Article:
How Mindfulness Helped Me Learn to Love Networking

One of my pandemic projects was publishing a book about networking with 19 other women lawyers. It’s called #Networked and it was a bestseller on Amazon in a few categories. For natural networkers, this might just be a cool thing but for me it was a milestone. It was one of the things that helped me fully and finally put to rest the idea that I was not good at networking.

In case my incessant droning on about sitting quietly had not clued you in, I am a bit of a nerd. I am an introvert and love reading and writing and quiet things. I love deep conversations or presenting on subjects about which I am passionate, but I detest small talk. I hate trying to come up with things to say to people I don’t know, and I am terrible at acting like I am having a good time when I am not.

In law school, these tendencies combined to cause me to literally run away from a networking event during a failed big law summer clerkship experience. On a Saturday in 90+ degree weather in full sun, I stood in the posh backyard of a soon-to-be partner trying to “get to know” the firm’s attorneys and socialize with my fellow clerks. That was the cover story, at least. It was really an audition and I knew it and the only thing I could think about while pretending to drink my warm beer was trying to not sweat. After an hour, I made some excuse and left, knowing my fate was sealed.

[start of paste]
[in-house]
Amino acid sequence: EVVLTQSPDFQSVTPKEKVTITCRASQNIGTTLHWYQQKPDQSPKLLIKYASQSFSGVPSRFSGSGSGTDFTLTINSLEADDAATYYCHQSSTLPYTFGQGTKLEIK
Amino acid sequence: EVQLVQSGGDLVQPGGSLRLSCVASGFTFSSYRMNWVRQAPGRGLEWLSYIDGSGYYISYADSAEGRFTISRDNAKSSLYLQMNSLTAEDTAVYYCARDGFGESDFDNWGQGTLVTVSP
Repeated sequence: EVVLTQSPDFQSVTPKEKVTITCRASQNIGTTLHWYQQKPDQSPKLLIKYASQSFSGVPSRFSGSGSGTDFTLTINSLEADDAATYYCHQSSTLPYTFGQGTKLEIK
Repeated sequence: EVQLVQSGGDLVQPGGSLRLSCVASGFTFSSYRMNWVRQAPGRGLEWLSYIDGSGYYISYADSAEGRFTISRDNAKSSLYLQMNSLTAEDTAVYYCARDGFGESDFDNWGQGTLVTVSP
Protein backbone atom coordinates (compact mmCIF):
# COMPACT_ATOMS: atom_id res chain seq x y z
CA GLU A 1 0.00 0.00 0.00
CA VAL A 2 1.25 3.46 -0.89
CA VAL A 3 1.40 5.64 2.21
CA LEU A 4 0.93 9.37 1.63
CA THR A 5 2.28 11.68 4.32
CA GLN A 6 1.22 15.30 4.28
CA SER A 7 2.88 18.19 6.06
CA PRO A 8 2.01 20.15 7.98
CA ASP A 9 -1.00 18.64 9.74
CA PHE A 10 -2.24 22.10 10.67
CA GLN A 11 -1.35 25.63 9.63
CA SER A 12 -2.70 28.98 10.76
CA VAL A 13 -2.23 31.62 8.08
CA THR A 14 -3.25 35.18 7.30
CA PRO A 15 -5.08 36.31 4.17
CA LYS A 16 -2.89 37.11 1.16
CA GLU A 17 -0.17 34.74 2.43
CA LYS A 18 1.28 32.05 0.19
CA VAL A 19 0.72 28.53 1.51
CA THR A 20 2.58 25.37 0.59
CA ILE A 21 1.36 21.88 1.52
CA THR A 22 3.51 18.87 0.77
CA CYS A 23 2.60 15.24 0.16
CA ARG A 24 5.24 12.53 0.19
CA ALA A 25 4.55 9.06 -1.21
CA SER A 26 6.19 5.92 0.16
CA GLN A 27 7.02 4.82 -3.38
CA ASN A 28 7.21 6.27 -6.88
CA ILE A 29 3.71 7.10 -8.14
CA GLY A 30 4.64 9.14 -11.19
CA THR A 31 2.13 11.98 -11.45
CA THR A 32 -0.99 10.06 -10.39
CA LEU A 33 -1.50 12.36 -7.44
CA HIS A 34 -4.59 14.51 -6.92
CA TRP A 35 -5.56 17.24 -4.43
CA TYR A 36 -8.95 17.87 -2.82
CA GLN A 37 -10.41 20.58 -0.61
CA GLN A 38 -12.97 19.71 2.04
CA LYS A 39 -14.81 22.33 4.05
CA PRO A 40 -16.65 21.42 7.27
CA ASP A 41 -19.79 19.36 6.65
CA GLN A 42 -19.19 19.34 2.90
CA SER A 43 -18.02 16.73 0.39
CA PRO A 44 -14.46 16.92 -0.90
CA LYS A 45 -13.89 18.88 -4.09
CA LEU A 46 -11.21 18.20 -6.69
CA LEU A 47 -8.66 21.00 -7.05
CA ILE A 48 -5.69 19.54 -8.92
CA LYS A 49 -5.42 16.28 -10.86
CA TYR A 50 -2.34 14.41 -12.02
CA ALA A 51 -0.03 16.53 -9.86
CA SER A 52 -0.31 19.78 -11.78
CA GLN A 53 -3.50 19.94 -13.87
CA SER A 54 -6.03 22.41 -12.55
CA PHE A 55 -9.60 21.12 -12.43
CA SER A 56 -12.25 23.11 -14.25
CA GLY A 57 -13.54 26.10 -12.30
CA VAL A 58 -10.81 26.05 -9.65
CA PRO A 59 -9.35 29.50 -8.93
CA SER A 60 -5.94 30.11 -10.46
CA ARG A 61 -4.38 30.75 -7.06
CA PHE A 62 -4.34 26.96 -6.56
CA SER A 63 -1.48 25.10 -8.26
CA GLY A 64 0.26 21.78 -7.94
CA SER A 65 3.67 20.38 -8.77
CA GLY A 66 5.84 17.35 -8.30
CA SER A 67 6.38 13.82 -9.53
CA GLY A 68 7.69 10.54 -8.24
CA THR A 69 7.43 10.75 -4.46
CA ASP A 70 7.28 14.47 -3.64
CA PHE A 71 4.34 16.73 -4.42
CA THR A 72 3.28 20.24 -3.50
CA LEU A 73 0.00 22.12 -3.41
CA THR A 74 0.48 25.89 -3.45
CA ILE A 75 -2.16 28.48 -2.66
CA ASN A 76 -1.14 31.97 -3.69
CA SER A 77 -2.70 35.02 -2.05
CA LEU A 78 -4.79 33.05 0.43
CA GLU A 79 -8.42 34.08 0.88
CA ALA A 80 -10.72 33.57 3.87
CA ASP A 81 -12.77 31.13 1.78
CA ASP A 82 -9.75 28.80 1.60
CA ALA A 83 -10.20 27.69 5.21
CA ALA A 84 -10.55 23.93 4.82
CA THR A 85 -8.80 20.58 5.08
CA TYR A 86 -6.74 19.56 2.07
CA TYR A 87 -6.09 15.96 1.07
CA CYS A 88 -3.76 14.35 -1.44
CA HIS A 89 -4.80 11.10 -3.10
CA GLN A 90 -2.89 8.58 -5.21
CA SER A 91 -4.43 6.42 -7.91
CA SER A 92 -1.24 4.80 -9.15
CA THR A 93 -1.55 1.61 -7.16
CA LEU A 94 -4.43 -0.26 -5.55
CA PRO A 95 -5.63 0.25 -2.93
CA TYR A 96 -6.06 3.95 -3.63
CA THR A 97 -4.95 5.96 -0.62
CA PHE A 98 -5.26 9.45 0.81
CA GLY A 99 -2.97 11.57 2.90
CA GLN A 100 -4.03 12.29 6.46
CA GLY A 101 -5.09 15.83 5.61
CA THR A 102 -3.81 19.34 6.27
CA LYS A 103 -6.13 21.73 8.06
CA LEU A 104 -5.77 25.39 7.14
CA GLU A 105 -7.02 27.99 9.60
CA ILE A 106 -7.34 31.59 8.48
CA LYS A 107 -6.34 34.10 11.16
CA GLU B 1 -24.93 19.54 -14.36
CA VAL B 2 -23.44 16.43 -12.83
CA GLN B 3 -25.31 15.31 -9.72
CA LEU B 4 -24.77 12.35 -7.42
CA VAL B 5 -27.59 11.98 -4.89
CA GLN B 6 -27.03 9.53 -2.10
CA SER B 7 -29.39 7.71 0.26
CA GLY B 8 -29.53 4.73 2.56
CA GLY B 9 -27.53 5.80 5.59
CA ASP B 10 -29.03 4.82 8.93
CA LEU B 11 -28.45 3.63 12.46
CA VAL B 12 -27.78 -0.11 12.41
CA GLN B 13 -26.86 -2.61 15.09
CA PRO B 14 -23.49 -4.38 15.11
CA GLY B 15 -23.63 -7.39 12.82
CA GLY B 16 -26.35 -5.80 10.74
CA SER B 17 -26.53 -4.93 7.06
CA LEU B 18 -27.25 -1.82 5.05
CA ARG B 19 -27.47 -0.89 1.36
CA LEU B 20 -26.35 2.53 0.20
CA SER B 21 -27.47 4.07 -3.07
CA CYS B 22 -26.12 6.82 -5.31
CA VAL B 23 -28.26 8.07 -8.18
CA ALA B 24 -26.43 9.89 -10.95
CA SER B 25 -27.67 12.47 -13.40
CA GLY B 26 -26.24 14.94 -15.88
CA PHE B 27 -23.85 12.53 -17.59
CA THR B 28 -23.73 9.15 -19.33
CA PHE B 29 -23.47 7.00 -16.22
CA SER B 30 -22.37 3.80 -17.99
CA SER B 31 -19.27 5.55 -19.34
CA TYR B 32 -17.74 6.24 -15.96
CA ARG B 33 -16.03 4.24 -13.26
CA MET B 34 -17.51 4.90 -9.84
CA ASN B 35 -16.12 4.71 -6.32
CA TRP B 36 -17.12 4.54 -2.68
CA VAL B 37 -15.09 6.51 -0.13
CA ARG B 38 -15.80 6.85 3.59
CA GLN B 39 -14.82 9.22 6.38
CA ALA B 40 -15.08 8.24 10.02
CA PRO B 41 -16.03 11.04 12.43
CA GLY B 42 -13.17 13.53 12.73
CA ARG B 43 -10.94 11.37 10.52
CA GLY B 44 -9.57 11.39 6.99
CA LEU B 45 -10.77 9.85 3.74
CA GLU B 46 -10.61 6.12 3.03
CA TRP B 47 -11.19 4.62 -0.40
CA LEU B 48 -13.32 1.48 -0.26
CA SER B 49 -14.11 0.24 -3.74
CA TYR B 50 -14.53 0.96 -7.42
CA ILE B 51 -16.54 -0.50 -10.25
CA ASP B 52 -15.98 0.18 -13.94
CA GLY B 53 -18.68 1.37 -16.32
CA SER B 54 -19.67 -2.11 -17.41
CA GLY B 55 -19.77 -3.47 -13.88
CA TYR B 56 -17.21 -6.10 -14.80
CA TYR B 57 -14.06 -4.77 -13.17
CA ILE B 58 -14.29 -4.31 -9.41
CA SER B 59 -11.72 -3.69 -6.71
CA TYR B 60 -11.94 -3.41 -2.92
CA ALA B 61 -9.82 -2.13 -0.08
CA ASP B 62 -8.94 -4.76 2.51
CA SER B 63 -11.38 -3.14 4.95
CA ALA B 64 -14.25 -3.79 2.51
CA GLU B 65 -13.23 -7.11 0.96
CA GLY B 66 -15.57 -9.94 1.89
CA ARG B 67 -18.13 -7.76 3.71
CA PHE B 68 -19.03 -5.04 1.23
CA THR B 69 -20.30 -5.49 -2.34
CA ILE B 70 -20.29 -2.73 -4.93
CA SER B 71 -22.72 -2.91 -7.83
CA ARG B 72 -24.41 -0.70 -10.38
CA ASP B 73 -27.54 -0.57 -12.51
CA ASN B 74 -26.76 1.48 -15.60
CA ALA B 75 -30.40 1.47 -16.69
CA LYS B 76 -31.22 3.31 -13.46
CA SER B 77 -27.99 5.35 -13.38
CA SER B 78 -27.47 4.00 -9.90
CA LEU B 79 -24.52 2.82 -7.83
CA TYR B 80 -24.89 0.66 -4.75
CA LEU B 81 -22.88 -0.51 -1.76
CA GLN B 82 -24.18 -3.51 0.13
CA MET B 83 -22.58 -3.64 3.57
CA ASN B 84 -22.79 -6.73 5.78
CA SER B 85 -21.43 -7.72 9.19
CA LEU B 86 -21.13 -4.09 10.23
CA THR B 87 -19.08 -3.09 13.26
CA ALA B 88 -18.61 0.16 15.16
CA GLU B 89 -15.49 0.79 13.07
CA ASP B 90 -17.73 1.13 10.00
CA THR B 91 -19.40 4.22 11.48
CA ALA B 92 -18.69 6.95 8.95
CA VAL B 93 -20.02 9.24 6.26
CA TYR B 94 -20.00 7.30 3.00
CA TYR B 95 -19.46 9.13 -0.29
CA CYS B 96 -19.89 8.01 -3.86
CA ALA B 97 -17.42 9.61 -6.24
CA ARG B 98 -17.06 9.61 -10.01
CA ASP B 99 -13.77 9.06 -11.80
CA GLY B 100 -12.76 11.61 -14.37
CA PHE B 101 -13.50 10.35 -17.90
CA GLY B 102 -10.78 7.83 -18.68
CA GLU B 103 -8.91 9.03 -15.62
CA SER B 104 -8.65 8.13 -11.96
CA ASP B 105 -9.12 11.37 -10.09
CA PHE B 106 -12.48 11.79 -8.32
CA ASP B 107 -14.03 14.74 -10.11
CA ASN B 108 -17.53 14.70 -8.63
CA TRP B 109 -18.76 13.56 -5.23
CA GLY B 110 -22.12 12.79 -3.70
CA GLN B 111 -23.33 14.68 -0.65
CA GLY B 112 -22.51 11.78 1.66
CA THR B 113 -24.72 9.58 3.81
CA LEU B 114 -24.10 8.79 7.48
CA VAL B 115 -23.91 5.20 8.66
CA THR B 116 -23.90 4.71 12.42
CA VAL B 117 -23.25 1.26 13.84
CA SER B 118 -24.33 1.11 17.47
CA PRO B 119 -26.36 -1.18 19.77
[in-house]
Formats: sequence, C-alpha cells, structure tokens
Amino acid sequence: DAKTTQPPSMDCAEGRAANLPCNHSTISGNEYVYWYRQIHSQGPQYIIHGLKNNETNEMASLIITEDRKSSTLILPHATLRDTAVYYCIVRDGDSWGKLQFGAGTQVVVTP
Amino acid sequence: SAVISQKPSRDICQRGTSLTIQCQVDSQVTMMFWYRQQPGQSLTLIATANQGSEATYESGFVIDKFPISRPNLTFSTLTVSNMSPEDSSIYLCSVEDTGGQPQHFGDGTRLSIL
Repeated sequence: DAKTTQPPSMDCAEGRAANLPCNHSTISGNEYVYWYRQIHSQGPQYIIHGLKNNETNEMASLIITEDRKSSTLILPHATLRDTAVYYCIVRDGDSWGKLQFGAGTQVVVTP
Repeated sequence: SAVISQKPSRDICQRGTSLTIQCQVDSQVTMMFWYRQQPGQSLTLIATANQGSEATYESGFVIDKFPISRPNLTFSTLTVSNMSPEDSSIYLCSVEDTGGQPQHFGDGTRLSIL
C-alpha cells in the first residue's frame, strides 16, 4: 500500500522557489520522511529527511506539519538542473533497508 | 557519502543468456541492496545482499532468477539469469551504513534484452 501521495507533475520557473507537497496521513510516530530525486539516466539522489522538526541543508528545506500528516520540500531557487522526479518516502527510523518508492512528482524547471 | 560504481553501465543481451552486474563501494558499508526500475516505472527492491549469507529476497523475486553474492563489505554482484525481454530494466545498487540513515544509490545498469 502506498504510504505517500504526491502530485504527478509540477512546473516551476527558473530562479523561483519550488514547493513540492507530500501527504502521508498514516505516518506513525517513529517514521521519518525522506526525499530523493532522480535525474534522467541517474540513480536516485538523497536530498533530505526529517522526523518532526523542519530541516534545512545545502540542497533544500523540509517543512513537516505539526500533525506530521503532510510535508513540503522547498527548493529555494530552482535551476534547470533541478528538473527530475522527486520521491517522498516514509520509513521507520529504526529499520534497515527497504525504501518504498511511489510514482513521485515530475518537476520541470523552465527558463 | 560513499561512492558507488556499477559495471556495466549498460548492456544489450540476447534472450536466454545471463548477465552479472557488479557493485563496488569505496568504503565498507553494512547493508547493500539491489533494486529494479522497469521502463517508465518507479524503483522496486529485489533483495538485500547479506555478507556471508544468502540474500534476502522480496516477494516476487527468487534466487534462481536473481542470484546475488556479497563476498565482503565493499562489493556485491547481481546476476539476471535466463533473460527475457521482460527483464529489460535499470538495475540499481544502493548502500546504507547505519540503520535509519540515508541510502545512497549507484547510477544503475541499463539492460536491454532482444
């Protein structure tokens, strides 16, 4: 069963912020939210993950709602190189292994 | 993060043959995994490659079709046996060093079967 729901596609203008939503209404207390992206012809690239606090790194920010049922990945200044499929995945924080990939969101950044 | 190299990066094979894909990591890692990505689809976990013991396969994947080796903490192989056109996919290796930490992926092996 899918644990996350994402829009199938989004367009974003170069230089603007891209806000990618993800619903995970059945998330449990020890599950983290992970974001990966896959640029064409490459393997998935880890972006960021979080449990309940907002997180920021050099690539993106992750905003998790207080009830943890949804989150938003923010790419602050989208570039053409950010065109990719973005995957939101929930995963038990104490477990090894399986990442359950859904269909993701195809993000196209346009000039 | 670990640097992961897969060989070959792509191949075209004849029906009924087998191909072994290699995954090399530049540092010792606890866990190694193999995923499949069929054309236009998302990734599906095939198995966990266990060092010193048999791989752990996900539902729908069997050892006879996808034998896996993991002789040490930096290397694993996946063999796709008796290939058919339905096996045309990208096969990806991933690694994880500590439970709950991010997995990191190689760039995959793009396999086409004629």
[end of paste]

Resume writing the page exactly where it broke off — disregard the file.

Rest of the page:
Though I clerked the following summer in the firm where I am currently an equity partner and had a vastly different experience, that memory haunted me for years. It repeatedly told me that I was no good at networking and that I would never be able to develop business and make partner. As I just said, though, I made partner and I literally just published a book about networking. So, clearly something very drastic has changed. As with a lot of things in my life, my mindfulness practice is one of the things that helped me change my own mind about networking. Here’s how.

1. Body Awareness Helped Me Manage Energy

Before I started meditating, I was constantly in my head. Body scans and breath practice, however, constantly reminded me to focus on the sensations in my body instead. Eventually, that shift in focus started to permeate my life even out of seated practice and I was better aware when I felt nervous or tired or just not into it when I had to go to a social event. When I could, I learned to meditate for a few minutes before or just send myself some loving-kindness during those times. That really helped and I found I was better able to tolerate and monitor the energy drain that large social events often caused me so I could focus better on the people there.

2. Awareness of Thoughts = Awareness of Ideas

 I really like to write and do it all the time now. Years ago, though, I only did “extra” writing outside of my law practice occasionally. As a big overthinker, one of the main benefits of my meditation practice was that it gave my thoughts enough space so I could see them more clearly. I eventually found that my thoughts were ideas for written content, so slowly and surely I started writing. Now, most of us don’t think of writing as a networking activity, but when I started to do it consistently and on platforms like LinkedIn, I found that it absolutely was.